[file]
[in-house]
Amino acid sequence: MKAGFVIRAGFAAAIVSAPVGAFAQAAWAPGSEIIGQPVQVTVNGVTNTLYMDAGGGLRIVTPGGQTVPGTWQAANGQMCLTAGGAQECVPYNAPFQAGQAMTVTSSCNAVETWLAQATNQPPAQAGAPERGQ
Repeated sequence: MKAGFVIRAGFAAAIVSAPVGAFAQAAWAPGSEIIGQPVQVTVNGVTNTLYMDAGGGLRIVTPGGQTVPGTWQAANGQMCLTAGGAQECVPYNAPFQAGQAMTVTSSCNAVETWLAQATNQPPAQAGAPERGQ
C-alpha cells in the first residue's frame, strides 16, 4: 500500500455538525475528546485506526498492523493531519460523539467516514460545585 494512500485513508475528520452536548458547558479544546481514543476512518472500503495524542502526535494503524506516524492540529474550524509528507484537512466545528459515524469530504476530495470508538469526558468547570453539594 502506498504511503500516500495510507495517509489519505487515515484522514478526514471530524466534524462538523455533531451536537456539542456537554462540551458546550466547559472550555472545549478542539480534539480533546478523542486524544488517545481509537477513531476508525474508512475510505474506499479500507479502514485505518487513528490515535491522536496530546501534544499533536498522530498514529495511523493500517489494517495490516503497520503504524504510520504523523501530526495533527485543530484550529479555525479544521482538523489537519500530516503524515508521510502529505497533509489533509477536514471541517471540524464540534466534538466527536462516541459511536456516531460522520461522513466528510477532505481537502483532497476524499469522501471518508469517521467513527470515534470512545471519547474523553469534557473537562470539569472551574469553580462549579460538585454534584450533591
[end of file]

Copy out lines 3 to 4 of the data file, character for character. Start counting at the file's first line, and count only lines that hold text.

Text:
Repeated sequence: MKAGFVIRAGFAAAIVSAPVGAFAQAAWAPGSEIIGQPVQVTVNGVTNTLYMDAGGGLRIVTPGGQTVPGTWQAANGQMCLTAGGAQECVPYNAPFQAGQAMTVTSSCNAVETWLAQATNQPPAQAGAPERGQ
C-alpha cells in the first residue's frame, strides 16, 4: 500500500455538525475528546485506526498492523493531519460523539467516514460545585 494512500485513508475528520452536548458547558479544546481514543476512518472500503495524542502526535494503524506516524492540529474550524509528507484537512466545528459515524469530504476530495470508538469526558468547570453539594 502506498504511503500516500495510507495517509489519505487515515484522514478526514471530524466534524462538523455533531451536537456539542456537554462540551458546550466547559472550555472545549478542539480534539480533546478523542486524544488517545481509537477513531476508525474508512475510505474506499479500507479502514485505518487513528490515535491522536496530546501534544499533536498522530498514529495511523493500517489494517495490516503497520503504524504510520504523523501530526495533527485543530484550529479555525479544521482538523489537519500530516503524515508521510502529505497533509489533509477536514471541517471540524464540534466534538466527536462516541459511536456516531460522520461522513466528510477532505481537502483532497476524499469522501471518508469517521467513527470515534470512545471519547474523553469534557473537562470539569472551574469553580462549579460538585454534584450533591